Tales from the Trail

Blagojevich’s retrial postponed until April 2011

Former Illinois Governor Rod Blagojevich won a delay until April 20 of his scheduled retrial on corruption charges, which means the trial won’t be going on while Chicagoans vote for their next mayor.

Judge James Zagel of the U.S. District Court granted the defense request for a delay, saying the Democrat’s scaled-down defense team will have to “retool” when he is retried on nearly two-dozen corruption counts. Among the charges are that Blagojevich attempted to sell President Barack Obama’s former U.S. Senate seat. USA-BLAGOJEVICH/

The first trial ended with Blagojevich convicted of lying to investigators while the jury deadlocked on 23 other counts, leading Zagel to declare a mistrial on those charges. A lone juror was reported to be the holdout among jurors intent on convicting him of additional charges, and prosecutors wanted to retry him in early January.

Testimony spared Obama administration officials any embarrassment, though former White House chief of staff Rahm Emanuel apparently held discussions about the Senate seat with Blagojevich.

Emanuel resigned earlier this month and is laying the groundwork for a campaign for mayor of Chicago, with the election to replace the retiring Richard Daley taking place Feb. 22.

Michelle Obama joins stump on behalf of Democratic hopefuls

michelle_2010First Lady Michelle Obama shook off the rust and hit the campaign trail – at least the campaign fundraising circuit – ahead of the November midterm elections.

Praising her husband’s accomplishments in just a year-and-a-half in office, she urged supporters to “have his back” by getting out the vote for fellow Democrats so he can pursue promised change with a friendly Congress.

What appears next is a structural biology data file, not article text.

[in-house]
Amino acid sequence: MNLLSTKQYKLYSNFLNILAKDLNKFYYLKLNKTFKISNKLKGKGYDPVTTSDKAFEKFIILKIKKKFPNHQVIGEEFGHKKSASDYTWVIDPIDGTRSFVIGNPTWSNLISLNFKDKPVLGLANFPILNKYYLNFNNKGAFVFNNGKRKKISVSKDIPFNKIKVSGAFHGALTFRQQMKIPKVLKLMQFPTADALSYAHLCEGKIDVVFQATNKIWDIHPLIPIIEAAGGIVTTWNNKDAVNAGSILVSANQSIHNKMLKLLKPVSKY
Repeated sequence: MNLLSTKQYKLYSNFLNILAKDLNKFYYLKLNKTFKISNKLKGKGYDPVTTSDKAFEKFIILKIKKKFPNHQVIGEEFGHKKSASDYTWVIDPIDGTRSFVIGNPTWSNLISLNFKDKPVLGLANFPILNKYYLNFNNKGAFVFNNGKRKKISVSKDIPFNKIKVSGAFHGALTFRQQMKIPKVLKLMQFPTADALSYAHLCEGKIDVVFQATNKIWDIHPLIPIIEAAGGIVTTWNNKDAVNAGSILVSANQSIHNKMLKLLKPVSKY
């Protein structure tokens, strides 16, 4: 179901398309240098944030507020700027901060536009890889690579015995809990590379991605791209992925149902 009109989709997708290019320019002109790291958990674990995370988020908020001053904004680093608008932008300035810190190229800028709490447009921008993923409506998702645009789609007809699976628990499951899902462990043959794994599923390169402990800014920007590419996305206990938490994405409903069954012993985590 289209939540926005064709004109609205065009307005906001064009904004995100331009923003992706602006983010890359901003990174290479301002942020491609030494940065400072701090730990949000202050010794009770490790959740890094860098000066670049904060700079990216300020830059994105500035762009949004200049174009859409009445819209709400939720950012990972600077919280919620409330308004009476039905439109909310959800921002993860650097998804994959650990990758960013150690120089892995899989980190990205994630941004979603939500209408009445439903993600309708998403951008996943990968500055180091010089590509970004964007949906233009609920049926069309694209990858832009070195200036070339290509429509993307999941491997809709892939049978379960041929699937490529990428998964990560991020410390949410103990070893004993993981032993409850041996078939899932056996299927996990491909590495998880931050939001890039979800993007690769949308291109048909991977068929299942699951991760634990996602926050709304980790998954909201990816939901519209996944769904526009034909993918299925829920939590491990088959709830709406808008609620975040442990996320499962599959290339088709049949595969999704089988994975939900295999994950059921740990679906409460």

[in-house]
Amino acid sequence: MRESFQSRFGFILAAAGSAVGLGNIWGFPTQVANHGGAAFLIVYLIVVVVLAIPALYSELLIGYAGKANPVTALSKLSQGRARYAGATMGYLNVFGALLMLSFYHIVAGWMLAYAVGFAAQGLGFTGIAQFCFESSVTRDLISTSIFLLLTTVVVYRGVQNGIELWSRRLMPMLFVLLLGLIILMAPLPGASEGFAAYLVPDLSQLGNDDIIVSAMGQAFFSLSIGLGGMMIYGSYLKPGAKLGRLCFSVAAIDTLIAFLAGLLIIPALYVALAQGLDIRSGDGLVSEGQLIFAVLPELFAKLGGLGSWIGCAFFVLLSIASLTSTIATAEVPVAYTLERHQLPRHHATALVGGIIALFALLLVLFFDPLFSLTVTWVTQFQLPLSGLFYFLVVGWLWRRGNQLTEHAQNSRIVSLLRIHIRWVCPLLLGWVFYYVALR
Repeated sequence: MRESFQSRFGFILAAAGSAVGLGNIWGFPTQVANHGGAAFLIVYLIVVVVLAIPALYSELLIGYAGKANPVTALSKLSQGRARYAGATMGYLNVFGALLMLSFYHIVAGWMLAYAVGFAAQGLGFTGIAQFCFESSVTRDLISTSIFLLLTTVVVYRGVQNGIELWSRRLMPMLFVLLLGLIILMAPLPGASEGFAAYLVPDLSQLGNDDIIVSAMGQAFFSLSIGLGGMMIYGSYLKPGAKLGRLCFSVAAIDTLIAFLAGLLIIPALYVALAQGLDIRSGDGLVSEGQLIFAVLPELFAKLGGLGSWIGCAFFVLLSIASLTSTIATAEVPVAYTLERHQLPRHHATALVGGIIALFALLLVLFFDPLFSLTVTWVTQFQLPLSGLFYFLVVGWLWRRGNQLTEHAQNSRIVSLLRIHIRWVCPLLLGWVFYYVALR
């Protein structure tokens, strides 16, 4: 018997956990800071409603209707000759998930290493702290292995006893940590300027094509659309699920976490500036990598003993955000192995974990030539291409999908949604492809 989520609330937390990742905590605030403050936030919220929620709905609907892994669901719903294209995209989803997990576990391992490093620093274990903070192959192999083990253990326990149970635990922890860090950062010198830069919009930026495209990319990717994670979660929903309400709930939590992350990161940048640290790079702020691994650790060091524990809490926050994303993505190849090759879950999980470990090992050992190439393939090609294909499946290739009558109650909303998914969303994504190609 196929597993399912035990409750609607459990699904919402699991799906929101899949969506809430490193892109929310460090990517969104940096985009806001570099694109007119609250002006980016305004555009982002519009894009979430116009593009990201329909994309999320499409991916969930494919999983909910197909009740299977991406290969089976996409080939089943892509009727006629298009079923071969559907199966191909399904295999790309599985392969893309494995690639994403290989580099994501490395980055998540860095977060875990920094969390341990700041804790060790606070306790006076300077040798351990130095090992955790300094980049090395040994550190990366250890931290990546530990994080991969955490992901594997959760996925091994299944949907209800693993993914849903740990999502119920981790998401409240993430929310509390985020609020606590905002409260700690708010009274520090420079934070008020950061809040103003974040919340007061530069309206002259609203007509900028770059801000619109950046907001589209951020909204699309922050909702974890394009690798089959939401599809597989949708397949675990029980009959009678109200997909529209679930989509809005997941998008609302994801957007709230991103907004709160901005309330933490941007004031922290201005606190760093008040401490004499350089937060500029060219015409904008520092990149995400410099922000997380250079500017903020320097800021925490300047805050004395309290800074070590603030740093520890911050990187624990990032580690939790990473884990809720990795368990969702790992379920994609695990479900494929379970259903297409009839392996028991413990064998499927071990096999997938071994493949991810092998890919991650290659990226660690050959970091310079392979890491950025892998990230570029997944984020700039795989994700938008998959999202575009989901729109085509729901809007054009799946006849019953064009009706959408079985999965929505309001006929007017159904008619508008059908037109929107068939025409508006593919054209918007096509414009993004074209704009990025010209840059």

Republicans are expected to make inroads in the November mid-term election.

“This is my first day out on the campaign trail. In fact, I haven’t been on the trail since a little campaign a couple of years ago,” Obama told a well-heeled crowd attending a $750-a-plate fundraiser for U.S. Senate hopeful Alexi Giannoulias.

Washington Extra – Goldilocks Geithner

Not too hot, not too cold, just right.geithner18

U.S. Treasury Secretary Timothy Geithner performed a delicate balancing act on the Hill today. On the one hand, Geithner had to tell an increasingly angry Congress that he was serious about trying to persuade China to revalue its currency, the yuan. On the other, he wanted to head off the kind of unilateral action from Congress that could provoke a trade war, and endanger the administration’s efforts to engage Beijing on a whole slew of issues.

Democratic Senator Charles Schumer raged that “China’s currency manipulation is like a boot to the throat of our recovery,” and accused Geithner of being the only person in the room who did not believe China was manipulating its currency.

“I share your frustration,” was the first part of Geithner’s message to Congress, acknowledging that the pace of the yuan’s appreciation had been too slow. But leave the response to us was the other, unspoken part of the message today. The administration would use the upcoming G20 summit in Seoul in November to try to mobilize other world powers to pressure China for trade and currency reforms, Geithner vowed, adding officials were looking at all the tools at their disposal to “encourage” the Chinese to move more quickly.

Tips from juror for Blago retrial

Patrick Fitzgerald take note — when you retry Rod Blagojevich, keep it simple.BLAGOJEVICH-ILLINOIS/

That’s the advice of the foreman of the hung jury that was unable to reach a unanimous verdict on 23 counts in the corruption case against the ousted Illinois governor.